In November of 2020, Portland mayor Ted Wheeler won re-election in a close run-off against Sarah Iannarone, making him the first Portland mayor in 16 years to hold the office for two terms. As he moves into his second term, he is continuing to build off of the last four years. As Wheeler states, “my administration is still my administration.”

He considers himself a pragmatic moderate, not falling at either political extreme. He wishes that everyone on both sides of the political spectrum could strike more agreements so that the American people are more accurately represented. He has assembled a team of staff who have disagreements and discuss things together; he strongly values hearing everyone’s viewpoints. 

Wheeler has faced controversy over his handling of the summer protests that occurred in response to the murder of George Floyd. He holds to his position condoning violence and criminal destruction, but still wants to respect calls for racial justice and equity. He has goals to work for more police reform, continuing on from removing police officers from schools and implementing racial justice, equity, and implicit bias training for the Portland Police Bureau. In August 2020, Wheeler released a 19 point police reform action plan and is now nearing the end of the checklist. Some of the things on the list that have been completed include supporting outreach and non-law enforcement responses like the Portland Street Response pilot and the Navigation Team; returning the Equity & Inclusion office to the Chief’s Office, with a direct report to the Chief of Police; and positioning that work alongside the Community Services Division. 

 “We are going through a point in time where it feels like there are constant challenges being thrown in our way; COVID caused us to stop and look at the way our society is structured and we needed to have this conversation,” says Wheeler. Many have been calling for change for a long time, but the pandemic has brought more equity and equality disparities to the forefront of the conversation. 

The COVID-19 pandemic has also impacted Portland’s budget, but Wheeler, as the former Treasurer of Oregon, feels prepared to use his experience to get Portland through this difficult time. His biggest goal while dealing with budget issues is to protect the most vulnerable in Portland’s community. One way he’ll do this is working for compromise with unions and delaying pay increases to avoid layoffs. He’s also considering paying down some of Portland’s debt and leveraging credit.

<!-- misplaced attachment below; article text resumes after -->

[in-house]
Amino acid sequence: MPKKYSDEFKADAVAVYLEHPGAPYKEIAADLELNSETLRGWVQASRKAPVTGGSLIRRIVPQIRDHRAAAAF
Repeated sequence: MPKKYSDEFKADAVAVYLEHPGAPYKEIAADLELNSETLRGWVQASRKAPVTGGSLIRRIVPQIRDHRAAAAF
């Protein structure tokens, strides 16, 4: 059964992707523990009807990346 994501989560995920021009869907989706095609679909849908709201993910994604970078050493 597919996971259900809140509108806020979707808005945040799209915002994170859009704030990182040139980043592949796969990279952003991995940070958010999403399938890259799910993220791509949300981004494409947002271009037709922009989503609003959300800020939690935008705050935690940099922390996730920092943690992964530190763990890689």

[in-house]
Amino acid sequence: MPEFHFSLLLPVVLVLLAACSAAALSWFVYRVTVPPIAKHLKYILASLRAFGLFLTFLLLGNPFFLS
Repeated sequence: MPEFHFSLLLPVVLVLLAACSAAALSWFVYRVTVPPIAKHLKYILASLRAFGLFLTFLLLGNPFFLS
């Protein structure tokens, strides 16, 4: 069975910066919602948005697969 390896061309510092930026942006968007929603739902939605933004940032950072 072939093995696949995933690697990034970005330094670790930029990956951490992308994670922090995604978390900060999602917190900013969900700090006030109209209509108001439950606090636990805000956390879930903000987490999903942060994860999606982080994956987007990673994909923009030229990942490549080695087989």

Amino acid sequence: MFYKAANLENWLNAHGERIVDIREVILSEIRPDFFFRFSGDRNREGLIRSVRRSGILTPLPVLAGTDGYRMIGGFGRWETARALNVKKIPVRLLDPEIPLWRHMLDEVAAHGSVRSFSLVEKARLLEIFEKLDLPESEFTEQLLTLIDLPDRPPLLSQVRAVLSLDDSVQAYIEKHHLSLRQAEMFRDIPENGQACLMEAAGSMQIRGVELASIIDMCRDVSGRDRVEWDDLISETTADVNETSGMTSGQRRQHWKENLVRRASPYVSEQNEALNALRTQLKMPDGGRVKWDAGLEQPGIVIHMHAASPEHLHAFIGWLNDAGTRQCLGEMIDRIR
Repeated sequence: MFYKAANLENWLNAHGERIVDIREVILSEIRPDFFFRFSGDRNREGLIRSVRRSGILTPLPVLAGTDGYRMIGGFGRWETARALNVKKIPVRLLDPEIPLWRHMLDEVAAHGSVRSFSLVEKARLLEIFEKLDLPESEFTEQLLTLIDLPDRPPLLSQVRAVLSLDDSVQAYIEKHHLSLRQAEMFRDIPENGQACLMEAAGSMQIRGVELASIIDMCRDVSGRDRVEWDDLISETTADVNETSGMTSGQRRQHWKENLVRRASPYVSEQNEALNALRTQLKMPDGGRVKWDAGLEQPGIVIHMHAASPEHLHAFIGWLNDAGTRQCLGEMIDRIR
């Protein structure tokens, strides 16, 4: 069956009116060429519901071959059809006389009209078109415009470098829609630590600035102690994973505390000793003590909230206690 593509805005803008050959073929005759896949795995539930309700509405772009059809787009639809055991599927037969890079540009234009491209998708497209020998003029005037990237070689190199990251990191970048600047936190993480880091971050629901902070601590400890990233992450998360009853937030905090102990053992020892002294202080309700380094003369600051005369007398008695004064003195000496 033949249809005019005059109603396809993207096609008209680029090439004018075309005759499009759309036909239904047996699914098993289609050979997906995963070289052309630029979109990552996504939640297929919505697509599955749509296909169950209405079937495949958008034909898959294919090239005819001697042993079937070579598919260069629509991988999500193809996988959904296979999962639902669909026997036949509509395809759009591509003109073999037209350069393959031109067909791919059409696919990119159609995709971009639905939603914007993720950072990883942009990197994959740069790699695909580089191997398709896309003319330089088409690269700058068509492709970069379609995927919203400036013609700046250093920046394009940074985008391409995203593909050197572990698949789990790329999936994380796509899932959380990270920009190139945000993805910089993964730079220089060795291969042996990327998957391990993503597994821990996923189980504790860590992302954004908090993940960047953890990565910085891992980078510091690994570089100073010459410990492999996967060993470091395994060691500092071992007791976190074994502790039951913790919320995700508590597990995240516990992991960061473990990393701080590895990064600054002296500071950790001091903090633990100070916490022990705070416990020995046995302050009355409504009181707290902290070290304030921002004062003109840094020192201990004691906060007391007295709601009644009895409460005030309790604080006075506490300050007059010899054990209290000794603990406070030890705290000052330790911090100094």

Another thing Wheeler has to consider is youth outreach and supporting the youth of Portland. Summer internships are on the horizon, and Wheeler wants youth to know that there are internships available in the city government. Once you have an internship, he advises to not be afraid of asking for real work in addition to coffee fetching and filing. He thinks internships are a great way to gain access to a work environment and adults who can share wisdom. This  is part of the reason why you should look for an internship in alignment with your passions. The other reason you should do that, according to Wheeler, is that “networking is critical.” 

“[Youth] have a critical voice; we need that voice to be heard,” says Wheeler, who works with youth especially on climate and gun issues. There is also the Multnomah Youth Commission, which is the official youth policy body of Multnomah County and Portland, and there are some youth members on other largely adult led commissions. He feels inspired by the number of people who are involved in current politics and activism and thinks that youth in particular are leading the charge. When asked what gives him hope for the future, Wheeler simply replied, “have you talked to the kids these days?”

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